The Bhopal disaster was the worst industrial tragedy in history, with an estimated 25,000 people killed as a result.
On 2 December 1984, a Union Carbide plant in Bhopal, India, started leaking methyl isocyanate (MIC) – 27 tonnes of the deadly gas was released, spreading throughout the city and exposing half a million people to the gas.
To mark the 30th anniversary, IBTimes UK looks at some of the key facts of the tragedy and the effort to bring those responsible to justice.
On the night of 2 December, the chemical gas spill began. The cause remains unknown, however none of the six safety systems in place were operational, so the MIC quickly spread throughout the city.
Why did it happen?
Union Carbide built the factory in the 1970s in the belief the area was ripe for the pest control market. However, local farmers could not afford their product and it ceased active production in the early 1980s. Maintenance fell into disrepair and when an employee went to flush a corroded pipe, water ended up flowing freely into the largest MIC tank. Exposure to the water led to a chemical reaction – the tank was blown from the concrete it sat in and spewed out MIC.
What systems were not working?
Staffing at the MIC unit had been reduced from 12 to six people. The refrigeration unit to cool MIC and prevent chemical reactions had been shut for three months. The vent gas scrubber had been shut down for maintenance. The flare tower had been shut off. There were no alarm systems in place. Water sprayers could not reach the flare towers. The temperature and pressure gauges were malfunctioning and the MIC storage tank was filled beyond capacity.
How did the gas spread and what was the effect?
The gas created a dense cloud over the city of Bhopal, exposing half a million people. Residents woke up in coughing fits, their lungs filling with fluid. Within just a few days, thousands of people had been killed, with many dying from cardiac arrest and respiratory failure.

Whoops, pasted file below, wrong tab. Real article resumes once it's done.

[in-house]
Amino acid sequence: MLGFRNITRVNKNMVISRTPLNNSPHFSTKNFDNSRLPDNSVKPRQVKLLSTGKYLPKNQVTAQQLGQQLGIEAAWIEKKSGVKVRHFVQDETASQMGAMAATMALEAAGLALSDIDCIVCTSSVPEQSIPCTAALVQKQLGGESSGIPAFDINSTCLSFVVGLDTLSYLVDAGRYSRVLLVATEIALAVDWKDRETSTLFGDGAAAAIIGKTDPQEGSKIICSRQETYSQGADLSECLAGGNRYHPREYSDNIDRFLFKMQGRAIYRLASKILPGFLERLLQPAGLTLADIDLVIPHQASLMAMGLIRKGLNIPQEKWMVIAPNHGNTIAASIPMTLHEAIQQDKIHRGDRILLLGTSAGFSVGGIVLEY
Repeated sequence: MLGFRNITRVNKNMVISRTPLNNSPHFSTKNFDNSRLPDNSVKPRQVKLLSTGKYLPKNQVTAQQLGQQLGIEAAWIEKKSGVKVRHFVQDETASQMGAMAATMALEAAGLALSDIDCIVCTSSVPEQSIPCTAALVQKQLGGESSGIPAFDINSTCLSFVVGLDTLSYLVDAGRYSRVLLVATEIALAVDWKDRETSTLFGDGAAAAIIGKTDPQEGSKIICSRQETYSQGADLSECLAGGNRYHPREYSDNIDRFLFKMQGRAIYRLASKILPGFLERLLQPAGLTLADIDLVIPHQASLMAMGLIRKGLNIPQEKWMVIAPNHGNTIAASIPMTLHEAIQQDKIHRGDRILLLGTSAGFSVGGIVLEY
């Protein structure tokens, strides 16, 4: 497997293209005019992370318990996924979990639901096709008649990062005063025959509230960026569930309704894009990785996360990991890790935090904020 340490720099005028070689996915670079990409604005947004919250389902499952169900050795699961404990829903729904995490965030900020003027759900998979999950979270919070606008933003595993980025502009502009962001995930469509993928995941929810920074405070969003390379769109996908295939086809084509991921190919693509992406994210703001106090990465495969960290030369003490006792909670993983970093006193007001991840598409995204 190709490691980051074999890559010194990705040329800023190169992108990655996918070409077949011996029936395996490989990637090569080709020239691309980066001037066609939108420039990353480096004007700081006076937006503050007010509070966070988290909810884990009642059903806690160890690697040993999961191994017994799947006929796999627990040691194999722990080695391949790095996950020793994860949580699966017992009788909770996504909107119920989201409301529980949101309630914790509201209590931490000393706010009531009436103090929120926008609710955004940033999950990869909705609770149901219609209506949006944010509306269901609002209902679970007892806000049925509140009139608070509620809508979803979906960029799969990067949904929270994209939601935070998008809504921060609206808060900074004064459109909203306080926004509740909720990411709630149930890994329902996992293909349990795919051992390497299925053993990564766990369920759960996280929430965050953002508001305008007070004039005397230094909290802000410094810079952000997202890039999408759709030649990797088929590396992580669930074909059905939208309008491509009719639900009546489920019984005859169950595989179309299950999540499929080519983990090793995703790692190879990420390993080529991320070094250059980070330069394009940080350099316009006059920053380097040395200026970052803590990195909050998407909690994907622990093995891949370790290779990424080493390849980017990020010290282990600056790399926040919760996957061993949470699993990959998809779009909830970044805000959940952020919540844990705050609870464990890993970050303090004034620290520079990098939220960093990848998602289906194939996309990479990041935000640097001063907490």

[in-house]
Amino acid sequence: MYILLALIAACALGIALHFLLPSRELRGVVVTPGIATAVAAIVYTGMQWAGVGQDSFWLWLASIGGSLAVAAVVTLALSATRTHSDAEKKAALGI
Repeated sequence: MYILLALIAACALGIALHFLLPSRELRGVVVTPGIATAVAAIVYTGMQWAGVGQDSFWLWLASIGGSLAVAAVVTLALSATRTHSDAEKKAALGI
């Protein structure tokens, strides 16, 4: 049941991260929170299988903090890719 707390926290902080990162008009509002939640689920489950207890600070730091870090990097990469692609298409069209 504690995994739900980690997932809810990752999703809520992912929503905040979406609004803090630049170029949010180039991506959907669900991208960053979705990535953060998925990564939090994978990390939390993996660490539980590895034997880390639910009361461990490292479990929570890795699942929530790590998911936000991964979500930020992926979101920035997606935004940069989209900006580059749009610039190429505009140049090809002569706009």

How was it described?
One survivor, Champa Devi Shukla, said: "It felt like somebody had filled our bodies up with red chillies, our eyes had tears coming out, noses were watering, we had froth in our mouths. The coughing was so bad that people were writhing in pain ... People were only concerned as to how they would save their lives so they just ran."
What were the other health effects?
As well as respiratory problems, hundreds of thousands of people suffered adverse health effects. These include blindness, gynaecological disorders, cancer, brain damage and birth-defects. In 1999 a report found that mercury levels were between 20,000 and six million times what should be expected. The water also contained 50 times the safe limits of trichloroethene – a chemical found to impair foetal development.
What was the death toll?
It is impossible to say how many were killed as a result of the disaster. The number of victims also continues to rise as a result of long-term health effects. Workers who picked up the dead from the streets estimate they handled around 15,000 bodies in the aftermath, which were taken to be buried in mass graves or cremated on pyres.
Who is to blame?
Union Carbide Corporation claimed the water entered the tank as an act of sabotage. The Indian government and activists say poor management and maintenance led to the backflow of water, triggering the disaster. Union Carbide reached a partial settlement with the government in 1989, paying $470 million in compensation – amounting to as little as $350 each to victims. The company was also charged with culpable homicide, but this has never been resolved as the company has not appeared before an Indian court.
What is happening now?
Dow Chemical completed a takeover of Union Carbide in 2001. Campaigners for justice in Bhopal claim that this means Dow inherited all of Union Carbide's assets and liabilities. Dow, however, claims it has no responsibility to complete a clean up of the site, to compensate victims or to disclose the composition of the gas leak.